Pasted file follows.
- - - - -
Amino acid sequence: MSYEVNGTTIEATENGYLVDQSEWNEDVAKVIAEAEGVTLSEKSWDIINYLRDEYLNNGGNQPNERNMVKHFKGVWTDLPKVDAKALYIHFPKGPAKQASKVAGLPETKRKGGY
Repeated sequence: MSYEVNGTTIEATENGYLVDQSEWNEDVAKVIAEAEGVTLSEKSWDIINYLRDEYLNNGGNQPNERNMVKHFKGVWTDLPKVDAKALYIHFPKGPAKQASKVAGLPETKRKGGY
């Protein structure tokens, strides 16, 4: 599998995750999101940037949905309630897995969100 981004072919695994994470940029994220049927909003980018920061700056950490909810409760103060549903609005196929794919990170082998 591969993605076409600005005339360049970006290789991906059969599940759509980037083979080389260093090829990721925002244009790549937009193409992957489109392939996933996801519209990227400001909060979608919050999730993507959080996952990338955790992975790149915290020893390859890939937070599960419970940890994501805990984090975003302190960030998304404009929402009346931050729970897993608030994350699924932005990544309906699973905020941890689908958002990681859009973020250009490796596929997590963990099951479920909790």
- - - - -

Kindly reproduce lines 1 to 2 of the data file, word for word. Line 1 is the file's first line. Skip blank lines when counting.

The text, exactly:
Amino acid sequence: MSYEVNGTTIEATENGYLVDQSEWNEDVAKVIAEAEGVTLSEKSWDIINYLRDEYLNNGGNQPNERNMVKHFKGVWTDLPKVDAKALYIHFPKGPAKQASKVAGLPETKRKGGY
Repeated sequence: MSYEVNGTTIEATENGYLVDQSEWNEDVAKVIAEAEGVTLSEKSWDIINYLRDEYLNNGGNQPNERNMVKHFKGVWTDLPKVDAKALYIHFPKGPAKQASKVAGLPETKRKGGY